One of the great pleasures of writing for Curious Book Fans is getting the opportunity to indulge your curiosity by carrying out a Q&A with the author of a book you’ve loved or admired. In the case of Abbas Kaazerooni’s book ‘On Two Feet and Wings‘ I knew within the first few pages that when I got to the end I would want to know more. It’s a fascinating and largely autobiographical account of leaving his homeland of Iran when he was just nine years old and having to make his own way in the world, first in Istanbul and later in the UK. As someone who has visited Iran and is fiercely interested in its history and culture, the placing of his story during the Iran-Iraq war meant this was always going to be right up my street. What I didn’t expect was how attached I would become to the young Abbas and how much I’d want to know about the man he has become and the lessons he hopes that people – young and older – will take from his book. I have seldom found it easier to generate a bunch of questions or been more interested in what the replies would be. I hope you enjoy reading the interview as much as I enjoyed quizzing this author.
CBF: The story is clearly based on your experience but it not fully autobiographical. What are the key areas which you changed and why did you do make those changes?
Abbas Kazerooni: Obviously I have taken some artistic liberty. However, you will be surprised to know that the more shocking parts of the book are true. Some of the names have been changed, either because I did not remember the characters’ real names and/or for personal reasons related to my family. Also I have taken some discretion with the dialogue. I would say that 70-80% of the book is factual; and I make that estimation conservatively. I made the changes with the dialogue because I obviously could not remember the exact conversations and needed to write with a little artistic license. I also think that it makes for a better read. But I did try and keep the essence of the conversations and the characters as real as I possibly could all these years later.
CBF: Young Abbas learns a lot about how to judge who he can trust and who he can’t. Do you have any suggestions what key messages young readers should take away from the book about their interactions with strangers?
Abbas Kazerooni: For young readers,the key message would be not to interact with strangers at all unless you can help it. However, if you are put in a position where you have to interact with adult strangers, I would say, always trust your first instinct/s. I found that my gut reaction was 9/10 times the correct reaction. However, as much as I say that, I look back and see that human kindness really does exist. On so many occasions, my ability to survive and accomplish my tasks were directly related to the kindnesses of complete strangers.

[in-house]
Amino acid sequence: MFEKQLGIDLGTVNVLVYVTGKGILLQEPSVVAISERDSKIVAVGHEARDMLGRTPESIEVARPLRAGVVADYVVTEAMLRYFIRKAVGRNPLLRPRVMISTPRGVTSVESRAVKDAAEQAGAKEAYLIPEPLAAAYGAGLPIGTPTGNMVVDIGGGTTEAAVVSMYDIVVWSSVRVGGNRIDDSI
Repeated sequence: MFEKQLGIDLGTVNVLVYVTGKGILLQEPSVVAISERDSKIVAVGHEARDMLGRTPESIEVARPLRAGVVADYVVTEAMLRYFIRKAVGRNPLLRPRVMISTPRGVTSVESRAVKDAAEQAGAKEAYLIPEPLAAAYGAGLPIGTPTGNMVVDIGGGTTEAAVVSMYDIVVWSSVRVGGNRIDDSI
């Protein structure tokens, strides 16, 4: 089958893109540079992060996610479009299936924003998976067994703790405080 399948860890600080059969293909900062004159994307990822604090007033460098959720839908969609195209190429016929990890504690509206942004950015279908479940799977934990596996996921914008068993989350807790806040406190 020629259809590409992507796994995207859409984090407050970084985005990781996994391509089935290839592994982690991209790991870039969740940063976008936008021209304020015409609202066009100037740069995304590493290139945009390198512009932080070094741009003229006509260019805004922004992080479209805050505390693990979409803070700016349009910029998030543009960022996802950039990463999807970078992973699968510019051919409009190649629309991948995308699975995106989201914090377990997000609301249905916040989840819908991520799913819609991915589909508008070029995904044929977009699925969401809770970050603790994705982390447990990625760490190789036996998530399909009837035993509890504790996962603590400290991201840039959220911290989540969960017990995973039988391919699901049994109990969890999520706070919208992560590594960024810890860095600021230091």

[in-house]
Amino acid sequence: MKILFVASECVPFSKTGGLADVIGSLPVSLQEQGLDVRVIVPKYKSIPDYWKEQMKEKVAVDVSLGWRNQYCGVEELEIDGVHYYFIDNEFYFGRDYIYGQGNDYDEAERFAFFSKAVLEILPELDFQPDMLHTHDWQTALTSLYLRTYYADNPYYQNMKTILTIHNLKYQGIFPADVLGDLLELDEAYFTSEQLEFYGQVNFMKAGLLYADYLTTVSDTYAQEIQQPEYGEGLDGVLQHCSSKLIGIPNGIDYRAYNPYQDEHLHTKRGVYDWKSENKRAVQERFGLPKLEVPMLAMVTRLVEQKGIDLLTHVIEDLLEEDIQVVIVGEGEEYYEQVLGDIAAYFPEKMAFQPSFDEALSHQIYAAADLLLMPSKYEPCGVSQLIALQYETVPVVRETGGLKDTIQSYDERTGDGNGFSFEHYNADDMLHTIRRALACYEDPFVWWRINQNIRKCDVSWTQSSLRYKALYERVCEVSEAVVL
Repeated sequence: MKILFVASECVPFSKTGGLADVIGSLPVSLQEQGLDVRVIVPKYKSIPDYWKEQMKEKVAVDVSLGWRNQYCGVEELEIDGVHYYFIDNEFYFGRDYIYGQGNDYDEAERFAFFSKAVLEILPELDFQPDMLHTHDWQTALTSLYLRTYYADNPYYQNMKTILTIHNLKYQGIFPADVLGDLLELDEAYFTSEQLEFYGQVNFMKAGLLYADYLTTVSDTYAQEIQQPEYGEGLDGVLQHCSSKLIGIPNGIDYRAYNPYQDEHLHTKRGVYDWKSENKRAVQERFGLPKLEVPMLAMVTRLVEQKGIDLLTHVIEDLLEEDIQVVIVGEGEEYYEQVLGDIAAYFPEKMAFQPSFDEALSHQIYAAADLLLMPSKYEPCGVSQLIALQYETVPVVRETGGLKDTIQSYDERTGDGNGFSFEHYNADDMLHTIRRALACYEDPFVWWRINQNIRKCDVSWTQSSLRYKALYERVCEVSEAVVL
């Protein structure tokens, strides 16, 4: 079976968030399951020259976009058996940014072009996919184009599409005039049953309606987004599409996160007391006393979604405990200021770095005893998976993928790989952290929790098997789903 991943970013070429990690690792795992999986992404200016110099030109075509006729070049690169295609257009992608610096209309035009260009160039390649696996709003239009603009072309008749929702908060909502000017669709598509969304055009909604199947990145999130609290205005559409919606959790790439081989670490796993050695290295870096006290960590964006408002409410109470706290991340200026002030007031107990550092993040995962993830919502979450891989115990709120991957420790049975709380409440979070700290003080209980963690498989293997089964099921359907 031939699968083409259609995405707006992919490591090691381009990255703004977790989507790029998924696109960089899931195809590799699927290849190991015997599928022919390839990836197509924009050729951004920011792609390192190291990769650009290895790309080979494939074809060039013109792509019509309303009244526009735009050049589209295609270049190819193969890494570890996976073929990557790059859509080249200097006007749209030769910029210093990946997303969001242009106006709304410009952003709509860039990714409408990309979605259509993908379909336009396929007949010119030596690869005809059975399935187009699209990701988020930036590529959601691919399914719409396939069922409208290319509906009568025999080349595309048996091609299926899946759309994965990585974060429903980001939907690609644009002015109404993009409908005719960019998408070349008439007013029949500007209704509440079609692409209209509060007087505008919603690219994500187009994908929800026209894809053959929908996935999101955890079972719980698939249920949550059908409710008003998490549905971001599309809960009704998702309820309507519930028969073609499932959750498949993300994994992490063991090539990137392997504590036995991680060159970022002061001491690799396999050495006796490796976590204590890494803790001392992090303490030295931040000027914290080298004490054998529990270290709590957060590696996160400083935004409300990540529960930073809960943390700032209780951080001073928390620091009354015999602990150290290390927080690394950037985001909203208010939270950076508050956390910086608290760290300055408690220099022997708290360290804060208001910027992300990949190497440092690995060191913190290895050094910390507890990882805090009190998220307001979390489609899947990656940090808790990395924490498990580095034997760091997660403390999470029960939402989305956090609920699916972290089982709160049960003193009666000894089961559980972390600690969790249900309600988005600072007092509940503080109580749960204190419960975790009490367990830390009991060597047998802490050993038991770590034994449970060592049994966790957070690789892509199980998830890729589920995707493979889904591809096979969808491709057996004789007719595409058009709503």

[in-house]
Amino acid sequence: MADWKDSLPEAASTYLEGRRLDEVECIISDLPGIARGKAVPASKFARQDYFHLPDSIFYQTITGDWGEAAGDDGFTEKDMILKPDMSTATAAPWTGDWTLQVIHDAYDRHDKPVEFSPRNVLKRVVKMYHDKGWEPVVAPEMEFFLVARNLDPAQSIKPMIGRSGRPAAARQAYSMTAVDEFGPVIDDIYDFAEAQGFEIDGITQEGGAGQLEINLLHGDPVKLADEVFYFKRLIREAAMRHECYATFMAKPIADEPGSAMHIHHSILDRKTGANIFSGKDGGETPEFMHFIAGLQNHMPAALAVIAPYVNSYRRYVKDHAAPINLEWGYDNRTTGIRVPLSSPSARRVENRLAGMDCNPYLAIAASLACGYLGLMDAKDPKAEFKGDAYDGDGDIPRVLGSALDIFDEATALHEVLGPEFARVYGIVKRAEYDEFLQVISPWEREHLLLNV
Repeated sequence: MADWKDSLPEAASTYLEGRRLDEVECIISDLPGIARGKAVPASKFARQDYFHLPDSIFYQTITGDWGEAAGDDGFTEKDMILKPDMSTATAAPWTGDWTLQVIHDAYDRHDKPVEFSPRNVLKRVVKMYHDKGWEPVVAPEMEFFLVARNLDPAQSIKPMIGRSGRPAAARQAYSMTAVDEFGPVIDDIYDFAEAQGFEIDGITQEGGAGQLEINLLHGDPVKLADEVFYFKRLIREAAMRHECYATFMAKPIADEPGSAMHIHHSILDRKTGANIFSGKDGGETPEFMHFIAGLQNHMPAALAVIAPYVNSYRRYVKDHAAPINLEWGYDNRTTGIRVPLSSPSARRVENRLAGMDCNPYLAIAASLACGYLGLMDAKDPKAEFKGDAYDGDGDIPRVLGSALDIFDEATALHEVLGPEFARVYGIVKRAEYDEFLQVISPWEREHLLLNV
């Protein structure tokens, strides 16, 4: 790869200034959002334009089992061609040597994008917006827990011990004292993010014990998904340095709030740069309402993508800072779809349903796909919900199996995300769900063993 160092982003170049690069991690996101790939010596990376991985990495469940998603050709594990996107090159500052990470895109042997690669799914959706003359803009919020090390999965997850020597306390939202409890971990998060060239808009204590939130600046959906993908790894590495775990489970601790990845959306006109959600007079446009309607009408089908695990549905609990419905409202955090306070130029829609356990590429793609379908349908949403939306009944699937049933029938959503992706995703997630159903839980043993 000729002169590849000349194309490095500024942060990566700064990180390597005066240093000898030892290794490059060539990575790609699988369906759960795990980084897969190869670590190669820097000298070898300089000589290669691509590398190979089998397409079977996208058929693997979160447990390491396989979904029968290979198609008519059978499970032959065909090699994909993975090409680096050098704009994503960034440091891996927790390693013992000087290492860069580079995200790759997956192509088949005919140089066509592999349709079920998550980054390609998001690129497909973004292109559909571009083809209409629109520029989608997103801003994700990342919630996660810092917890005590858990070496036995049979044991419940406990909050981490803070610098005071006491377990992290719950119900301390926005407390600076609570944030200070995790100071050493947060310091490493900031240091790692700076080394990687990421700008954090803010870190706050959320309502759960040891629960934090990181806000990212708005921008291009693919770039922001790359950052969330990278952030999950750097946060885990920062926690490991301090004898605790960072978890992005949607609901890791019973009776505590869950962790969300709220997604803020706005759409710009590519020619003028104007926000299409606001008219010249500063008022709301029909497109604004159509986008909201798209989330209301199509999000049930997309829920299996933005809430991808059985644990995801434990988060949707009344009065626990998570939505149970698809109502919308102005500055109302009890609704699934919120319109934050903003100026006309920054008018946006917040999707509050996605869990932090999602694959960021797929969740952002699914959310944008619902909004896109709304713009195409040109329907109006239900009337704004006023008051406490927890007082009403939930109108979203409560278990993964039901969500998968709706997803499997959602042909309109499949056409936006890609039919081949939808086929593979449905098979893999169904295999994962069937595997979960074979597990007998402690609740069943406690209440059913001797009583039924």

Abbas Kazerooni: That is a great question. I had no idea to be honest. I guessed that children between the ages of 9-15 would be most curious about this book. I have, however, been completely overwhelmed by the response of adult readers. In fact I would say that adults have reacted and supported the book to a greater extent than younger readers. But it is still early days!
CBF: Do you think children today know ‘anything’ about the Iran-Iraq war and is it important to you that they should know about it?
Abbas Kazerooni: I do not think that worldwide children really know about it. I believe that all history is important, especially where we had a conflict for almost a decade. So many people from bot Iran and Iraq died. That cannot and should be ignored and thus it is historically significant. We can always learn so much from history on so many different levels. I do not want to get side tracked as I may accidentally end up writing a different book as a response to this question; so in short, yes, I believe it is important!
CBF: What were the biggest challenges you faced when you found yourself alone and reliant on your wits at such a young age? How have these helped you in your adulthood?
Abbas Kazerooni: Wow – that is another question that I can write so much about. I think the biggest challenge at the beginning was dealing with the loneliness. It is very mentally challenging for a child to deal with loneliness, boredom and the idea of knowing that there is no one that he can turn to for help with small and complex matters. On a very basic level, this has taught me to be self reliant, love working and have the innate ability to always keep myself busy.
CBF: I’d like to know more about YOU today – where do you live, do you have children and if so what do they know and understand about your childhood experience?
Abbas Kazerooni: I am 33 years old. I live in California, USA and work as a lawyer. I do not have any children.
CBF: What lessons do you hope young readers will take from your book about the immigrant experience and particularly the lives of asylum seekers?
Abbas Kazerooni: In today’s society unfortunately we still encounter a lot of social biases and prejudice. People sometimes tend to make assumptions about immigrants and after having read this book, I would hope that a child would not always jump to conclusions. There is always a story behind each individual and we should try and be less judgmental prior to knowing all the facts.
CBF: Were you ever tempted to give the book a more conventionally ‘happy’ ending?
Abbas Kazerooni: Well the book initially actually had a more ambiguous ending, which could have been deemed even more sad! But the truth is that the story has not ended. Without giving too much away, I will tell you that it got worse before it get better.
Thanks to Abbas Kazerooni and koshkha for making this interview for Curious Book Fans.
On Two Feet and Wings by Abbas Kazerooni has been published by Hachette India, March 2011
You can read the review of On Two Feet and Wings here…
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